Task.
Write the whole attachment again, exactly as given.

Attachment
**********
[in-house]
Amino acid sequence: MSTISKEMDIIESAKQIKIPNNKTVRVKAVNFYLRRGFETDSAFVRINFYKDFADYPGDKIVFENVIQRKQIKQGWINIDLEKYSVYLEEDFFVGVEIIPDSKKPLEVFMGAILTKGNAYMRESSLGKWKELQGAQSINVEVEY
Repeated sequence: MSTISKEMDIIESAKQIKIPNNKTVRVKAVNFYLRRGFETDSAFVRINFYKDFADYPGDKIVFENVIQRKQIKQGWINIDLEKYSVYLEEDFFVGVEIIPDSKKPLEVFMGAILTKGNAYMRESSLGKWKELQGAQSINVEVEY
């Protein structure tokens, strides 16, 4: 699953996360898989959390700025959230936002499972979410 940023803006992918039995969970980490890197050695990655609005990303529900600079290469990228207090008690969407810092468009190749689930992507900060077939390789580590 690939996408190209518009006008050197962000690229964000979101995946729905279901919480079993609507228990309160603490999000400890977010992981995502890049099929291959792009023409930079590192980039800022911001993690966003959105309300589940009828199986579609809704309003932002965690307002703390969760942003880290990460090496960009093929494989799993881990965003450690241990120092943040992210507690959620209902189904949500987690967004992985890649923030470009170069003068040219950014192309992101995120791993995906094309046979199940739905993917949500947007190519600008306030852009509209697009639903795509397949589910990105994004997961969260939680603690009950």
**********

[in-house]
Amino acid sequence: MSTISKEMDIIESAKQIKIPNNKTVRVKAVNFYLRRGFETDSAFVRINFYKDFADYPGDKIVFENVIQRKQIKQGWINIDLEKYSVYLEEDFFVGVEIIPDSKKPLEVFMGAILTKGNAYMRESSLGKWKELQGAQSINVEVEY
Repeated sequence: MSTISKEMDIIESAKQIKIPNNKTVRVKAVNFYLRRGFETDSAFVRINFYKDFADYPGDKIVFENVIQRKQIKQGWINIDLEKYSVYLEEDFFVGVEIIPDSKKPLEVFMGAILTKGNAYMRESSLGKWKELQGAQSINVEVEY
């Protein structure tokens, strides 16, 4: 699953996360898989959390700025959230936002499972979410 940023803006992918039995969970980490890197050695990655609005990303529900600079290469990228207090008690969407810092468009190749689930992507900060077939390789580590 690939996408190209518009006008050197962000690229964000979101995946729905279901919480079993609507228990309160603490999000400890977010992981995502890049099929291959792009023409930079590192980039800022911001993690966003959105309300589940009828199986579609809704309003932002965690307002703390969760942003880290990460090496960009093929494989799993881990965003450690241990120092943040992210507690959620209902189904949500987690967004992985890649923030470009170069003068040219950014192309992101995120791993995906094309046979199940739905993917949500947007190519600008306030852009509209697009639903795509397949589910990105994004997961969260939680603690009950």